Home to four Superfund sites, the Brunswick area has a long history of environmental contamination from local industry. The region’s dolphins have been studied and found to carry a heavy load of toxic chemicals, including Aroclor 1268, a mixture of PCBs used only at the Brunswick LCP site. But there has never been a study of Brunswick residents to determine if the environmental contaminants have entered people’s bodies.
Emory University researchers in partnership with Rebuilding Together Glynn County and other local organizations are recruiting participants to learn if residents have been exposed to potentially harmful chemicals at a level that is higher than in other places.
“This study is particularly about exposure,” explained Noah Scovronick, assistant professor in the Rollins School of Public Health at Emory University and a co-leader of the study. “So “We’re not attempting in this pilot study to discover how people are being exposed, necessarily, or whether the exposure is associated with any health problems. It’s really just to try to identify that people have blood levels of certain contaminants that are higher than what’s found in the general population of the United States.”
Some of the contaminants researchers will be looking for are known to be associated with some of the sites in and around Brunswick, like mercury, PCBs, and certain pesticides. They’re also screening for some other commonly investigated contaminants like lead and other heavy metals.
Participants will complete a short questionnaire to collect demographic information, as well as information on possible routes of exposure, such as diet and employment at any of the industrial sites. They’ll also provide a blood sample for analysis. In return they’ll receive a $50 Walmart gift card, their individual test results of pollutants measured in their blood sample, an invitation to meetings that will report the overall findings plus a packet of materials on how to reduce their exposure to chemicals.
Participants must be at least 18, live in the Brunswick area now and have lived there at least 10 years total.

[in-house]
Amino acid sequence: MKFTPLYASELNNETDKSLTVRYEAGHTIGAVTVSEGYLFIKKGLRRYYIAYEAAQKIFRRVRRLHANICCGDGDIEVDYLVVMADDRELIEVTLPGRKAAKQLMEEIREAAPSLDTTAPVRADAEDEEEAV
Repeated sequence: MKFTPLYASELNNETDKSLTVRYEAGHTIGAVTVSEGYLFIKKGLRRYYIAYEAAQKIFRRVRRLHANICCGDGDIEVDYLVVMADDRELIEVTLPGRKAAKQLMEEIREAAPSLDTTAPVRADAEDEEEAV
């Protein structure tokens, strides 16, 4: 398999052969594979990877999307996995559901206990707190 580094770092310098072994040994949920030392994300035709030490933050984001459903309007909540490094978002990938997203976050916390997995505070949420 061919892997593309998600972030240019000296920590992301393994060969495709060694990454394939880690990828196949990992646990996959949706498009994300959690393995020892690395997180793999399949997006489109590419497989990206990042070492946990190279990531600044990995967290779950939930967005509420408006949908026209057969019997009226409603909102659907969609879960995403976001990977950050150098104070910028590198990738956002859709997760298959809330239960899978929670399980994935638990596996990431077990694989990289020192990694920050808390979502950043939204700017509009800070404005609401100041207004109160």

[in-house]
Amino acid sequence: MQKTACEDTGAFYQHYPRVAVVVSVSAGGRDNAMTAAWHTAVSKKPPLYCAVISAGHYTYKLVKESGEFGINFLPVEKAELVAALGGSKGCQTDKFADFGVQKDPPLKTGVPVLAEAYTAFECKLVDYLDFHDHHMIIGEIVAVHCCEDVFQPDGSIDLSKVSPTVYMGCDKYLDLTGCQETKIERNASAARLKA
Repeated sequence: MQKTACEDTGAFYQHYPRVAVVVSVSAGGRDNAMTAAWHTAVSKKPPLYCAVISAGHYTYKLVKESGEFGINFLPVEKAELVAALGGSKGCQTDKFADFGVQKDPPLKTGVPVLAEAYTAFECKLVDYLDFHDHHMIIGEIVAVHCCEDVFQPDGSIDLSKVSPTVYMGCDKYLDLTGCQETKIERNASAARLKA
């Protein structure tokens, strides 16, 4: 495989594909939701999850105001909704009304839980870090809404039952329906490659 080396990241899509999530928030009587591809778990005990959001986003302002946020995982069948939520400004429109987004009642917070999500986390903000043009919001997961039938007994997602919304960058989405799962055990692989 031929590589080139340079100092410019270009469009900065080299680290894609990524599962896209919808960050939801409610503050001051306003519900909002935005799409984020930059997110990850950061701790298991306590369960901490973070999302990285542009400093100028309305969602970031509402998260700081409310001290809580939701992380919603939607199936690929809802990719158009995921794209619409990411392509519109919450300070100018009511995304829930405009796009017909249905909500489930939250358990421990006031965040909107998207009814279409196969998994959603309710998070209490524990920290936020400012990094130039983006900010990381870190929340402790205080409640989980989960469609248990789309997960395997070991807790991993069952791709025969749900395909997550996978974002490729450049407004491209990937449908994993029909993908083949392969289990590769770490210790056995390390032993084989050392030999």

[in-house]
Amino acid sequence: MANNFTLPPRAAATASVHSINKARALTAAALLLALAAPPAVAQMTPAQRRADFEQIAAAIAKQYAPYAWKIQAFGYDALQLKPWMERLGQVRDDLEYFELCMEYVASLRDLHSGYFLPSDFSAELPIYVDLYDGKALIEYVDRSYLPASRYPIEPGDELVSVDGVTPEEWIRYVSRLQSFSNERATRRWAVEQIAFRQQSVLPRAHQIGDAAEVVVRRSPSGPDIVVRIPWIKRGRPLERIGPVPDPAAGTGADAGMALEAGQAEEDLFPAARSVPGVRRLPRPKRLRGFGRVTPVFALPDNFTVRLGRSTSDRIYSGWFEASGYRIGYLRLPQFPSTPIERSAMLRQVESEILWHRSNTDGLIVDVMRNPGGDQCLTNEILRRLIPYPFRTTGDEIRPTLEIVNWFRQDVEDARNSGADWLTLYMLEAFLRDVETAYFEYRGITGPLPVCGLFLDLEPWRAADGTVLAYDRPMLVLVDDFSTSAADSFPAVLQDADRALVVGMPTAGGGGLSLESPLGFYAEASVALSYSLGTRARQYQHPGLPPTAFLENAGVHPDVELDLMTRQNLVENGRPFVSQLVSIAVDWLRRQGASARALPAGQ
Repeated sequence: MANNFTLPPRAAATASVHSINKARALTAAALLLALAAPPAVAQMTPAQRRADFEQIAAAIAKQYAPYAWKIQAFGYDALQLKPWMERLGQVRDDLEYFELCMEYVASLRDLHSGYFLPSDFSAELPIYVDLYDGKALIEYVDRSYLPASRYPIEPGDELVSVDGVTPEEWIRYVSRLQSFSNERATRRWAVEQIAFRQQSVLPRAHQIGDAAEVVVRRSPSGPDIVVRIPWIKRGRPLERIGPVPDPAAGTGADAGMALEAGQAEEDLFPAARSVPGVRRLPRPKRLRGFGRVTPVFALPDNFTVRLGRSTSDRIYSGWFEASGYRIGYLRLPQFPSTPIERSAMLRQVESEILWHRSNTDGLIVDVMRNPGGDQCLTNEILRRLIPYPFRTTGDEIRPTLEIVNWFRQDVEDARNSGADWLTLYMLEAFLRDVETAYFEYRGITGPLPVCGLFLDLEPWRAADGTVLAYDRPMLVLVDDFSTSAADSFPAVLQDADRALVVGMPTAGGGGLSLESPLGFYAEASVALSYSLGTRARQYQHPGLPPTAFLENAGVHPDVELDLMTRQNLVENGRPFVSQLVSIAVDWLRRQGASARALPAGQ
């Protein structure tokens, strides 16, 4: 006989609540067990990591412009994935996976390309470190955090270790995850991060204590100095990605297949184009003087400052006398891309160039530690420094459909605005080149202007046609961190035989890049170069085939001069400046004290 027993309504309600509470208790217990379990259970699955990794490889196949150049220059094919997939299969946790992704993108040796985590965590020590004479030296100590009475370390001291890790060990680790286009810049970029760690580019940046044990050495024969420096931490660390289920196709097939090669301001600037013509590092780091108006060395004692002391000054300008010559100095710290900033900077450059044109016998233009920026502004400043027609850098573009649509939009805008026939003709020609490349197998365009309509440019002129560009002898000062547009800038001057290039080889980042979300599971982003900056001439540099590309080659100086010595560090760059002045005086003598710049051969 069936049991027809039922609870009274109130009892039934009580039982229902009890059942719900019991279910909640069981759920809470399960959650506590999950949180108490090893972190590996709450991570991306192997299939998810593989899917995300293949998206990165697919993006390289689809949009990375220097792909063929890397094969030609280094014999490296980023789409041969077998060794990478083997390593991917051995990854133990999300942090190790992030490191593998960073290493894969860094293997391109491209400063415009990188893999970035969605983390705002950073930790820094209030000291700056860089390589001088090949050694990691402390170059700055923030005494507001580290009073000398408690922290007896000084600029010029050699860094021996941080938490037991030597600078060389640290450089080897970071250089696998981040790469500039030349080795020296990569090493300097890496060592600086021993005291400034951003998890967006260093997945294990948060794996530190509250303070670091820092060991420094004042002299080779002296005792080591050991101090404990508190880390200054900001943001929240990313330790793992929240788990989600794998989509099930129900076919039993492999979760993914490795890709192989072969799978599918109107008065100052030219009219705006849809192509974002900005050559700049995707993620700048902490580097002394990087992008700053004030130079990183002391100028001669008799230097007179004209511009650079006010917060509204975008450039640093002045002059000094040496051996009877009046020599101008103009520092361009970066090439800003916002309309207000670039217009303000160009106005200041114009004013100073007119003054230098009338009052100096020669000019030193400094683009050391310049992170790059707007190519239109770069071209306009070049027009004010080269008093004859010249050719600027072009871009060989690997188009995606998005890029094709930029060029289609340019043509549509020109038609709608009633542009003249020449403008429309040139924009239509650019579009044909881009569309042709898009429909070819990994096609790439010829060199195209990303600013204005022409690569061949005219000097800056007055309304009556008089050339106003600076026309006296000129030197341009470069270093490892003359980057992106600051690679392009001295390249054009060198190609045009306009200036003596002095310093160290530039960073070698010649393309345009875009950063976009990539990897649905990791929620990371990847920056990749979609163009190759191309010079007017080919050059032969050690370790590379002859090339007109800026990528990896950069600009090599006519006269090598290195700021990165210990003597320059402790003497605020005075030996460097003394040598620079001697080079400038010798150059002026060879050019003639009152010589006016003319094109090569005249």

“We are pleased that we can respond to community concerns about environmental pollution in Brunswick” said Glynn County Commissioner and The Community First Planning Commission Board Member Allen Booker in a press release announcing the study. “Local organizations designed this study in partnership with Emory scientists, and we are hopeful that the study will provide residents with some of the information they are looking for.”
The researchers have gotten robust response to their initial efforts to recruit participants, Scovronick said, with many area residents expressing that they knew they grew up in the shadow of industrial facilities, and have long wondered if it’s the reason that they have family members who’ve gotten sick. Many of the neighborhoods closest to the Superfund sites are predominantly Black and the researchers want participation from people who are living or have historically lived there.
Scovronick and research partner Dana Barr, also of Emory, are aiming for 50-100 participants. The first round of testing is planned for mid-March. If they get enough people, including a good balance of people from different backgrounds, ages and neighborhoods, the first round of testing may be sufficient. If there are no unforeseen delays, results should be available by the end of the summer, Scovronick said.
This study is funded by the Emory University Exposome Research Center through a grant from the National Institute of Environmental Health Sciences (NIEHS). For more information or to apply visit bit.ly/912health or email firstname.lastname@example.org or call 404-727-0250.
The Tide brings regular notes and observations on news and events by The Current staff.